Today, the process of becoming a doctor, while ever more deeply science-based, still relies upon stories, told in classes and rounds and at the bedside. Narratives integrate the scientific and the personal, the social and biological and genetic realities, as they affect the body and mind of an individual patient, and stories illuminate their course of illness or healing.
Q: You said that stories are also central to psychiatry?
Dr. Hellerstein: Of course, psychiatry relies upon stories. For one thing, telling and retelling personal narratives of suffering and healing is traditionally the basis of psychotherapy. We hear the story of the person in our consulting room who is miserable and feeling at a dead end, perhaps even suicidal, and we work collaboratively with the patient over time to recast and retell their story—until it embodies more hope, a life of possibilities.
Q: How do stories differ between the three models of psychiatry—psychoanalytic, DSM-based, and neuroscience-based?
Dr. Hellerstein: They are often profoundly different. The same case can be formulated in so many different ways. It makes me think of Wallace Stevens poem, “Thirteen Ways of Looking at a Blackbird” or Kurosawa’s masterpiece, Rashomon. The psychoanalyst explores early trauma and attachment issues and uses free association and analysis of dreams to aim for a cure. DSM psychiatrists make precise diagnoses using reliable (though not always valid) criteria; then they prescribe evidence-based treatments, whether medications or manual-based psychotherapies. These days, the neuroscience-minded psychiatrist applies knowledge from imaging and lab studies to hypothesize about over-connected dysfunctional brain networks, and prescribes a broader range of different interventions, from meditation and exercise to brain stimulation treatments, with goals of enhancing brain health and neuroplasticity. Traditionally in science, each model builds on the last, and there are some continuities: neuroscience-minded psychiatrists may still be mindful of psychodynamics and DSM diagnoses, but their approaches are fundamentally different.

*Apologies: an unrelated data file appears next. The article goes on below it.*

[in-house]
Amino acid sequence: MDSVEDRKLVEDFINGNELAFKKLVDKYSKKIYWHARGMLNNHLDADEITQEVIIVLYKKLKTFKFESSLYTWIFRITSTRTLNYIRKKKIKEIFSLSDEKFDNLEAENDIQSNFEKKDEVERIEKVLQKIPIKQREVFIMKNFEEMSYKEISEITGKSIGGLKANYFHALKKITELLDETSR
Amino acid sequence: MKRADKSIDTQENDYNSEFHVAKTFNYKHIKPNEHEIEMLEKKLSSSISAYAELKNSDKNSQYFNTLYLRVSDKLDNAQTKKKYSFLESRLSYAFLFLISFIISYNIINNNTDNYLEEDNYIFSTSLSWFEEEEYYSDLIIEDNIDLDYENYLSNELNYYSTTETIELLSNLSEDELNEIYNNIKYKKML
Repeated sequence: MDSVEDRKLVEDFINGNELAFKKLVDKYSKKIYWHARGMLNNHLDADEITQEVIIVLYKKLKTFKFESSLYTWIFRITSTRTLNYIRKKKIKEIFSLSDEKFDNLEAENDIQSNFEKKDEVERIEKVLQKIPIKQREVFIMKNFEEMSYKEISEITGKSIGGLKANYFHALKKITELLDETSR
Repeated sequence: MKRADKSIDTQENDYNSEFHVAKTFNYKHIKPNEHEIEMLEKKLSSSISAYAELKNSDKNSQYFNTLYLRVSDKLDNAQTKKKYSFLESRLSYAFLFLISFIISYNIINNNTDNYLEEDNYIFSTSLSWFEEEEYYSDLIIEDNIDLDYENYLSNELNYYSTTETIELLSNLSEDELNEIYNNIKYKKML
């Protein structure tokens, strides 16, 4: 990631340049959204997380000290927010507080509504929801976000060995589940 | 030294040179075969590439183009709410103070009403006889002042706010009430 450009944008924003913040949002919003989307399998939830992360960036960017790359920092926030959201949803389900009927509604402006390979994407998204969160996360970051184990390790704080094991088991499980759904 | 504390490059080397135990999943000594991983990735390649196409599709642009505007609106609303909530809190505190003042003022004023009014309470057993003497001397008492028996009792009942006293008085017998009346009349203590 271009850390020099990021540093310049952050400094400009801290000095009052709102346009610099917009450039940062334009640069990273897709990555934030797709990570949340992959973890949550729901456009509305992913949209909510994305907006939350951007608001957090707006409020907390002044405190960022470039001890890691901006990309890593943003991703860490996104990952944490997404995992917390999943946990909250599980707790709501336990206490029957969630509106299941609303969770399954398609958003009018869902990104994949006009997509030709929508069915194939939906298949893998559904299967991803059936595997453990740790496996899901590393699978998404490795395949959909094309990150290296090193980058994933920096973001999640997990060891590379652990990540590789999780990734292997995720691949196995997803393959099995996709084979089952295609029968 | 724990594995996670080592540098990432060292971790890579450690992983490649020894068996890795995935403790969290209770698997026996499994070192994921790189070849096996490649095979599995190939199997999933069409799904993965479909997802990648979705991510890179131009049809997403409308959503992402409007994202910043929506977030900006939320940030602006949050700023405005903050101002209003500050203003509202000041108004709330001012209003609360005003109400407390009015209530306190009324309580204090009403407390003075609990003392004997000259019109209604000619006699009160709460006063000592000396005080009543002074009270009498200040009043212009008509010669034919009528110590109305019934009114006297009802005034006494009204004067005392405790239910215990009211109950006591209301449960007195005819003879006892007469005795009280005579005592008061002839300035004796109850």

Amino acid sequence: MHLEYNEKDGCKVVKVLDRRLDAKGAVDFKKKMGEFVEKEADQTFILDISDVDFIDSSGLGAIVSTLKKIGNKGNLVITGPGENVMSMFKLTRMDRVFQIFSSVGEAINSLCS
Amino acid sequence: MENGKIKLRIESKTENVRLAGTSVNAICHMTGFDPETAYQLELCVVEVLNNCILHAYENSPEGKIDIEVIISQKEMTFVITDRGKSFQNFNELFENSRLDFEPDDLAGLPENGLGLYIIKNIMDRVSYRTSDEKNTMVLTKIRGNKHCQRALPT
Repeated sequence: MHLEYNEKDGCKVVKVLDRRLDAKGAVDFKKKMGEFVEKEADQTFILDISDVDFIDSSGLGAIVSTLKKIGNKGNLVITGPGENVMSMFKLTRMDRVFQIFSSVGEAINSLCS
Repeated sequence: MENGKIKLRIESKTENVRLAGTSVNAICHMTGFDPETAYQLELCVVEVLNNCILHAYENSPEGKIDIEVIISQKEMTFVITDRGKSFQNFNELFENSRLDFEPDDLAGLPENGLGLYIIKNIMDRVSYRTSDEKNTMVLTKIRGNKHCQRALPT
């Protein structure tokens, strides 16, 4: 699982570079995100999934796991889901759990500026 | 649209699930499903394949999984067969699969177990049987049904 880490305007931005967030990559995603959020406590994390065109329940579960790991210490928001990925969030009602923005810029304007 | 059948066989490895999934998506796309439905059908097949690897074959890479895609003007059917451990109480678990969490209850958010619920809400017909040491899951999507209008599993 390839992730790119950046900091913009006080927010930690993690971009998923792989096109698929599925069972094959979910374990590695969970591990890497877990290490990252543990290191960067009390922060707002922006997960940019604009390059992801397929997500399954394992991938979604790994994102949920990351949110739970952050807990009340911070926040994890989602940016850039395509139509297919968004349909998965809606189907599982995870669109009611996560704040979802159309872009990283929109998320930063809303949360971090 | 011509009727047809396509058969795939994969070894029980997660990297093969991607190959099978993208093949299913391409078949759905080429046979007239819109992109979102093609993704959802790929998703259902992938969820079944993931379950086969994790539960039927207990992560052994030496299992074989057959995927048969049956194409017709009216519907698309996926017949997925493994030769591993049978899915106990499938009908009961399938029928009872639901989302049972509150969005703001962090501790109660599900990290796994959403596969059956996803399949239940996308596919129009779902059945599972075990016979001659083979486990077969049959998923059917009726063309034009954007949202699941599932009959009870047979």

Q: Can you give some examples of stories from The Couch, the Clinic, and the Scanner?
Dr. Hellerstein: Well, the story of love and learning psychotherapy. In one story, I tell of a patient who fell in love with me when I was beginning residency training, which was profoundly unsettling, and how I realized in talking with my classmates that it was a nearly universal experience of learning psychoanalytic therapy. Later in the book, I tell of a patient who haunted our emergency room at a downtown hospital, who had innumerable failed hospitalizations, and whose life was accidentally rescued by a new medication. I tell of the depredations of managed care, which decimated clinics and has exacerbated today’s society-wide mental health crisis. There’s the story of a couple whose lives were transformed by a correct diagnosis but whose marriage could not be saved. At the end of the book, I talk about a new disruptive factor that has recently emerged—the rediscovery of psychedelic drugs as possible therapeutic agents. This last story is still being told, and it’s not clear how it will end.
Q: How will the psychedelic renaissance affect psychiatry?
Dr. Hellerstein: I wish I knew. Perhaps it will integrate the three previous models? Or perhaps it will add new dimensions to our understanding of illness and psychic healing, which may surprisingly involve mystical and spiritual experiences. I’m looking forward to finding out.